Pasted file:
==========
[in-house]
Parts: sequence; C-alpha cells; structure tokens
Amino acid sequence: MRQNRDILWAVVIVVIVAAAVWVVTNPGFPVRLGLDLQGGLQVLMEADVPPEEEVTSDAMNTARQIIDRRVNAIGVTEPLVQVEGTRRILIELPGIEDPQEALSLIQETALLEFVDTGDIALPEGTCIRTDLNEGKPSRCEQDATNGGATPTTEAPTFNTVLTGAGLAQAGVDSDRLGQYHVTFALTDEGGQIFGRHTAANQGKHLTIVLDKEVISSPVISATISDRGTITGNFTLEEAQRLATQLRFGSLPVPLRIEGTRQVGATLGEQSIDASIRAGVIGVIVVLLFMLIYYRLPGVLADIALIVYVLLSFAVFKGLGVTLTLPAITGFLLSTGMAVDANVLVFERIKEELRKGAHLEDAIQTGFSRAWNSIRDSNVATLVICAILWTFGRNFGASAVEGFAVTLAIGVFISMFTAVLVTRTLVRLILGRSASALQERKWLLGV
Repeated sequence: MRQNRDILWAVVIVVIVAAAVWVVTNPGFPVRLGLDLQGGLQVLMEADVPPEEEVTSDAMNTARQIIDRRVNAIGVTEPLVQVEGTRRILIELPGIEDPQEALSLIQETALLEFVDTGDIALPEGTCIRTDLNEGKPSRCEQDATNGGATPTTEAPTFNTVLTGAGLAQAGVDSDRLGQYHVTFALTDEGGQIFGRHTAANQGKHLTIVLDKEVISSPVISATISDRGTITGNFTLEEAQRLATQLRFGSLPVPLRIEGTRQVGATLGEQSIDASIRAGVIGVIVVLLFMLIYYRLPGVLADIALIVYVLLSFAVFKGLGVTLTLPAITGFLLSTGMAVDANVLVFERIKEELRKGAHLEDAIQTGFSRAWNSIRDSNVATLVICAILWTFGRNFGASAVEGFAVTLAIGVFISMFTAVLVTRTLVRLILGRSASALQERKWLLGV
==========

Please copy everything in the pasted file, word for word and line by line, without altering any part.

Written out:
[in-house]
Parts: sequence; C-alpha cells; structure tokens
Amino acid sequence: MRQNRDILWAVVIVVIVAAAVWVVTNPGFPVRLGLDLQGGLQVLMEADVPPEEEVTSDAMNTARQIIDRRVNAIGVTEPLVQVEGTRRILIELPGIEDPQEALSLIQETALLEFVDTGDIALPEGTCIRTDLNEGKPSRCEQDATNGGATPTTEAPTFNTVLTGAGLAQAGVDSDRLGQYHVTFALTDEGGQIFGRHTAANQGKHLTIVLDKEVISSPVISATISDRGTITGNFTLEEAQRLATQLRFGSLPVPLRIEGTRQVGATLGEQSIDASIRAGVIGVIVVLLFMLIYYRLPGVLADIALIVYVLLSFAVFKGLGVTLTLPAITGFLLSTGMAVDANVLVFERIKEELRKGAHLEDAIQTGFSRAWNSIRDSNVATLVICAILWTFGRNFGASAVEGFAVTLAIGVFISMFTAVLVTRTLVRLILGRSASALQERKWLLGV
Repeated sequence: MRQNRDILWAVVIVVIVAAAVWVVTNPGFPVRLGLDLQGGLQVLMEADVPPEEEVTSDAMNTARQIIDRRVNAIGVTEPLVQVEGTRRILIELPGIEDPQEALSLIQETALLEFVDTGDIALPEGTCIRTDLNEGKPSRCEQDATNGGATPTTEAPTFNTVLTGAGLAQAGVDSDRLGQYHVTFALTDEGGQIFGRHTAANQGKHLTIVLDKEVISSPVISATISDRGTITGNFTLEEAQRLATQLRFGSLPVPLRIEGTRQVGATLGEQSIDASIRAGVIGVIVVLLFMLIYYRLPGVLADIALIVYVLLSFAVFKGLGVTLTLPAITGFLLSTGMAVDANVLVFERIKEELRKGAHLEDAIQTGFSRAWNSIRDSNVATLVICAILWTFGRNFGASAVEGFAVTLAIGVFISMFTAVLVTRTLVRLILGRSASALQERKWLLGV